Snider and Springsteen are worlds apart. Which suits your world better?  You can look at it this way: if you love your Miller Lites, are mad as hell and don’t wanna take it any more, and dig raising your fist in the air, you need Bruce. If you like a bit o’ Jack, are wishing everyone would just have some common sense and get along, and like to see the world through a little bit of haze, seek out Todd.


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11 Feb

Grammy 2012 (aka Adele’s Awards)

The Grammys are almost here and the expectations are that Adele will sweep everything. You would think that the chance of this happening would make people not watch the show, as it would seem boring. But typically the opposite happens – people watch. They seem more interested in watching someone predictably win than the excitement of not really knowing who will win. I believe the most watch Oscar telecast was when “Titanic” won. Everyone knew it would, but folks loved the movie and tuned in to see it win. I think the same will happen with this year’s Grammys. Everyone will want to see Adele win. I predict the show’s rating will be higher than the past few years because of this. And I will say that I’d be pleased as punch if Adele won all her categories. I think it would be well deserved. Great album, huge hit, smash singles, etc. It has been a long time since the Grammys have had something like this to reward and I’m all for it.

Below are my selections for a few categories this year. Album, Song, and Record of the year I’d vote for Adele, so no need to mention those.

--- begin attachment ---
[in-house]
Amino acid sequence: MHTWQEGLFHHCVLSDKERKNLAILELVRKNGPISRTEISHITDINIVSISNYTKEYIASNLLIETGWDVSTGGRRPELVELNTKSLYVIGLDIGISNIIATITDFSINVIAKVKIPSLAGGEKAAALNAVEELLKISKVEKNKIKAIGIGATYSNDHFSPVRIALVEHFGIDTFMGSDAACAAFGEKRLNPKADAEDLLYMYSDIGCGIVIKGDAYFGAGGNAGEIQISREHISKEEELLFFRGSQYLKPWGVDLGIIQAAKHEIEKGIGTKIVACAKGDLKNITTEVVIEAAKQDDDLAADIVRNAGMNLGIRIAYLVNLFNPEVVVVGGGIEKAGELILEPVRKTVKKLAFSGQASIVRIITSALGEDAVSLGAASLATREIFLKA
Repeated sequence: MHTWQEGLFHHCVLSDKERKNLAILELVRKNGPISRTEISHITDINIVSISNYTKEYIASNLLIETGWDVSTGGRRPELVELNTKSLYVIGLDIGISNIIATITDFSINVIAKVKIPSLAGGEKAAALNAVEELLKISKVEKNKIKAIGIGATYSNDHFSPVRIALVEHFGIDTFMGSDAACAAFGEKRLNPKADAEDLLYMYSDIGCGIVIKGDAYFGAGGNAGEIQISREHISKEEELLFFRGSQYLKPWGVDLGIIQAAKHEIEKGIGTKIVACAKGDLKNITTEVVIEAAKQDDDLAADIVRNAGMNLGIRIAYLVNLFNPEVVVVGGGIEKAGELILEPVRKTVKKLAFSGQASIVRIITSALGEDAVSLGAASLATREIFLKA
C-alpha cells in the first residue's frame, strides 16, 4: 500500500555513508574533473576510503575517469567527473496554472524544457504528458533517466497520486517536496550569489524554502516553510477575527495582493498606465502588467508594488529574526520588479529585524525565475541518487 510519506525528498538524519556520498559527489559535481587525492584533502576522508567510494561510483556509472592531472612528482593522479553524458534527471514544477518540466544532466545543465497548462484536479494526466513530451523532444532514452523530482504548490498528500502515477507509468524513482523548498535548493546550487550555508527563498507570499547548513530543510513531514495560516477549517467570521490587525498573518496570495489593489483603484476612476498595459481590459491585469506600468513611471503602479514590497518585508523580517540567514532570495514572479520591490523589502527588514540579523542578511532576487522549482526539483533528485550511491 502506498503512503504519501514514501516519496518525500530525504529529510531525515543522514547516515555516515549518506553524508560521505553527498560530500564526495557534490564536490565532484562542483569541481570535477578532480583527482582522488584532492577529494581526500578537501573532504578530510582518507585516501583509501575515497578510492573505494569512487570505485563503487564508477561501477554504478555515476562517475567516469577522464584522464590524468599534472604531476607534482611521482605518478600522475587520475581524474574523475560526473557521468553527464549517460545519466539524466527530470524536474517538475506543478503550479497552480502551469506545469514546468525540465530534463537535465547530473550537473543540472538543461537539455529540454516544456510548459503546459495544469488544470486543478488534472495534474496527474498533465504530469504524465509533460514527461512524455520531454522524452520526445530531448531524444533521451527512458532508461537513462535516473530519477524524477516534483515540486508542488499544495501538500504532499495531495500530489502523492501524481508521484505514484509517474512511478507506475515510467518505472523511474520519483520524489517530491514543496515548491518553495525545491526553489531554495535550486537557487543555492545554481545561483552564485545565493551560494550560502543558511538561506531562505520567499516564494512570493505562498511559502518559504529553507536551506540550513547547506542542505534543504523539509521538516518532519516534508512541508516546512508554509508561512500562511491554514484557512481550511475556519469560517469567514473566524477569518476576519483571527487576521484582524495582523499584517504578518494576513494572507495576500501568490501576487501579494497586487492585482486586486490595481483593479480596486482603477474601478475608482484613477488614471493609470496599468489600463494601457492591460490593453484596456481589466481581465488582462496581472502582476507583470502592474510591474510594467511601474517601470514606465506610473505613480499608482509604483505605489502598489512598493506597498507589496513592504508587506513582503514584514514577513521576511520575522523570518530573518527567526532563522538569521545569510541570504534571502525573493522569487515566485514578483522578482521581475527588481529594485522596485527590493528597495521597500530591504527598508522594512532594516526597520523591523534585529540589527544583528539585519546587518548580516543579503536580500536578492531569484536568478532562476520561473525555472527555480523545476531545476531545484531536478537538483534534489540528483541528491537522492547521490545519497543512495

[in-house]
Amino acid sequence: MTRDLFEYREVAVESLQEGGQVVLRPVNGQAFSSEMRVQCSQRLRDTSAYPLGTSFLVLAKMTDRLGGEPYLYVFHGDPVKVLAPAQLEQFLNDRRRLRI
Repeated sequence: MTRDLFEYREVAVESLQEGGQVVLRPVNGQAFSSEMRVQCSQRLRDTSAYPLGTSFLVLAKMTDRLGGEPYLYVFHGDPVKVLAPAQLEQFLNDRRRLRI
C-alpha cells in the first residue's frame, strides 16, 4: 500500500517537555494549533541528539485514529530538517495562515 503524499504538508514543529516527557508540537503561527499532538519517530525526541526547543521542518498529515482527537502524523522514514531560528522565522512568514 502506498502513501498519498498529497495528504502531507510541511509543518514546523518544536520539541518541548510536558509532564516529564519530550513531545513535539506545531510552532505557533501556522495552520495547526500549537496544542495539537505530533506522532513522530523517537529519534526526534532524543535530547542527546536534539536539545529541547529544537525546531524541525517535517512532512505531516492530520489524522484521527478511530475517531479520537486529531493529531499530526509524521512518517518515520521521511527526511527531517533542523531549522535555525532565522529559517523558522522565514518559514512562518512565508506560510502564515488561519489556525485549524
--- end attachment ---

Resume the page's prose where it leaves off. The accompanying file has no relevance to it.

Best New Artist:  The Band Perry, Bon Iver, J. Cole, Nicki Minaj, Skrillex

Gotta go with Nicki Minaj. Bon Iver may be the more “artistic” choice, but I just haven’t connected with his music. Skrillex would be a cool choice as the first DJ to win, but if I were to place money, I’d say that The Band Perry is the safe Grammy voter choice.

Best Pop Duo/Group Performance:  Tony Bennet & Amy Winehouse (Body & Soul), The Black Keys (Dearest), Coldplay (Paradise), Foster the People (Pumped Up Kicks), Maroon 5 & Christina Aguilera (Moves Like Jagger)

Really? That is it? I think this is one of the weakest categories of the night. But if I had to choose, Maroon & Xtina are just a whistle ahead of Foster. But we all know Grammy loves old people and dead people, so prediction will be Tony & Amy will win.

Best Folk Album:  Barton Hollow (The Civil Wars), I’ll Never Get Out of This World Alive (Steve Earle), Helplessness Blues (Fleet Foxes), Ukulele Songs (Eddie Vedder), The Harrow & the Harvest (Gillian Welch)

This is one of those categories where you can’t go wrong with any of them. I enjoyed each one but I’d have to stick with Fleet Foxes as my overall pick. I think Grammy will award The Civil Wars.

Best Dance/Electronica Album:  Zonoscope (Cut/Copy), 4×4=12 (Deadmau5), Nothing But the Beat (David Guetta), Body Talk, Pt. 3 (Robyn), Scary Monsters and Nice Sprites (Skrillex)